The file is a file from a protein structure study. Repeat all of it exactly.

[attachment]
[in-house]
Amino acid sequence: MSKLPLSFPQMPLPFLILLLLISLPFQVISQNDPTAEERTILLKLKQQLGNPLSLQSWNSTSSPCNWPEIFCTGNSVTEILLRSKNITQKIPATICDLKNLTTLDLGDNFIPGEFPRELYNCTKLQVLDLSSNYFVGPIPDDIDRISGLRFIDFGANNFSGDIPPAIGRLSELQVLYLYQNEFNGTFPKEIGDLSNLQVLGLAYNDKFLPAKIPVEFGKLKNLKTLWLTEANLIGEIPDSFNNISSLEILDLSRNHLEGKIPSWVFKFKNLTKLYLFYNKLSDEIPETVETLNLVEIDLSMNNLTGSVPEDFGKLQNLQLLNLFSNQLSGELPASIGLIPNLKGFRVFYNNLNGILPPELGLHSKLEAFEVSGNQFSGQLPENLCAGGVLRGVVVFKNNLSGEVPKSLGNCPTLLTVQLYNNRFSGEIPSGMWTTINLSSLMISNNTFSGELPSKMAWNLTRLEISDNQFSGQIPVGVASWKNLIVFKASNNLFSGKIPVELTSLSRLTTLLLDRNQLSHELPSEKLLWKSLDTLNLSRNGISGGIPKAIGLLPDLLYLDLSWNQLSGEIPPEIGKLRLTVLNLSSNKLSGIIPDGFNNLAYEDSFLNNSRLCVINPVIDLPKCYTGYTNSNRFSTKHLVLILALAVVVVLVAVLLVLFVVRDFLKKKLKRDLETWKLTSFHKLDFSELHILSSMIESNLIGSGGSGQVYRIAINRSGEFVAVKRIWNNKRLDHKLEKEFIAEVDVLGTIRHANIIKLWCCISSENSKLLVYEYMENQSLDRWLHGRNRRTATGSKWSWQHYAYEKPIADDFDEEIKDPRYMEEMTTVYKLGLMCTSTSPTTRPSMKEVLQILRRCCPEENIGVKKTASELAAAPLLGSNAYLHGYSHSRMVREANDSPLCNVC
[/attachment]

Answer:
[in-house]
Amino acid sequence: MSKLPLSFPQMPLPFLILLLLISLPFQVISQNDPTAEERTILLKLKQQLGNPLSLQSWNSTSSPCNWPEIFCTGNSVTEILLRSKNITQKIPATICDLKNLTTLDLGDNFIPGEFPRELYNCTKLQVLDLSSNYFVGPIPDDIDRISGLRFIDFGANNFSGDIPPAIGRLSELQVLYLYQNEFNGTFPKEIGDLSNLQVLGLAYNDKFLPAKIPVEFGKLKNLKTLWLTEANLIGEIPDSFNNISSLEILDLSRNHLEGKIPSWVFKFKNLTKLYLFYNKLSDEIPETVETLNLVEIDLSMNNLTGSVPEDFGKLQNLQLLNLFSNQLSGELPASIGLIPNLKGFRVFYNNLNGILPPELGLHSKLEAFEVSGNQFSGQLPENLCAGGVLRGVVVFKNNLSGEVPKSLGNCPTLLTVQLYNNRFSGEIPSGMWTTINLSSLMISNNTFSGELPSKMAWNLTRLEISDNQFSGQIPVGVASWKNLIVFKASNNLFSGKIPVELTSLSRLTTLLLDRNQLSHELPSEKLLWKSLDTLNLSRNGISGGIPKAIGLLPDLLYLDLSWNQLSGEIPPEIGKLRLTVLNLSSNKLSGIIPDGFNNLAYEDSFLNNSRLCVINPVIDLPKCYTGYTNSNRFSTKHLVLILALAVVVVLVAVLLVLFVVRDFLKKKLKRDLETWKLTSFHKLDFSELHILSSMIESNLIGSGGSGQVYRIAINRSGEFVAVKRIWNNKRLDHKLEKEFIAEVDVLGTIRHANIIKLWCCISSENSKLLVYEYMENQSLDRWLHGRNRRTATGSKWSWQHYAYEKPIADDFDEEIKDPRYMEEMTTVYKLGLMCTSTSPTTRPSMKEVLQILRRCCPEENIGVKKTASELAAAPLLGSNAYLHGYSHSRMVREANDSPLCNVC